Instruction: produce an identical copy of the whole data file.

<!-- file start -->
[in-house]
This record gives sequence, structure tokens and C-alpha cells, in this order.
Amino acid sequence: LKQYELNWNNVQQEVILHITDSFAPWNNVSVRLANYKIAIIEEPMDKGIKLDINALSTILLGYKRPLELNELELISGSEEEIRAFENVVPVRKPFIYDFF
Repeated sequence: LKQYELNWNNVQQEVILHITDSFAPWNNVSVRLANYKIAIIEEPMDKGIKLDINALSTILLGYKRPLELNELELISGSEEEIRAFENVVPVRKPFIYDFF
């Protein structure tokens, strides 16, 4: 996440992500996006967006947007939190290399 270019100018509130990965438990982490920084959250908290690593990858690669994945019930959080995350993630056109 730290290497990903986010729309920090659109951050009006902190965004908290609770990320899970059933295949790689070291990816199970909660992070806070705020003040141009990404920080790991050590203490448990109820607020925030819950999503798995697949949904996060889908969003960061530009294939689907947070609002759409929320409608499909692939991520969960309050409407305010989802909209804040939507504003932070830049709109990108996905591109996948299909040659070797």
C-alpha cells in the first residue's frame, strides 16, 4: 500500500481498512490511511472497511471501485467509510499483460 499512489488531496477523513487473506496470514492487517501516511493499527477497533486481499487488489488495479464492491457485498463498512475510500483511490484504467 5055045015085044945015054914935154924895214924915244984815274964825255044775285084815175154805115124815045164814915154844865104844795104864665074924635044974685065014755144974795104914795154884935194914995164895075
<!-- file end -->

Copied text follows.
[in-house]
This record gives sequence, structure tokens and C-alpha cells, in this order.
Amino acid sequence: LKQYELNWNNVQQEVILHITDSFAPWNNVSVRLANYKIAIIEEPMDKGIKLDINALSTILLGYKRPLELNELELISGSEEEIRAFENVVPVRKPFIYDFF
Repeated sequence: LKQYELNWNNVQQEVILHITDSFAPWNNVSVRLANYKIAIIEEPMDKGIKLDINALSTILLGYKRPLELNELELISGSEEEIRAFENVVPVRKPFIYDFF
């Protein structure tokens, strides 16, 4: 996440992500996006967006947007939190290399 270019100018509130990965438990982490920084959250908290690593990858690669994945019930959080995350993630056109 730290290497990903986010729309920090659109951050009006902190965004908290609770990320899970059933295949790689070291990816199970909660992070806070705020003040141009990404920080790991050590203490448990109820607020925030819950999503798995697949949904996060889908969003960061530009294939689907947070609002759409929320409608499909692939991520969960309050409407305010989802909209804040939507504003932070830049709109990108996905591109996948299909040659070797």
C-alpha cells in the first residue's frame, strides 16, 4: 500500500481498512490511511472497511471501485467509510499483460 499512489488531496477523513487473506496470514492487517501516511493499527477497533486481499487488489488495479464492491457485498463498512475510500483511490484504467 5055045015085044945015054914935154924895214924915244984815274964825255044775285084815175154805115124815045164814915154844865104844795104864665074924635044974685065014755144974795104914795154884935194914995164895075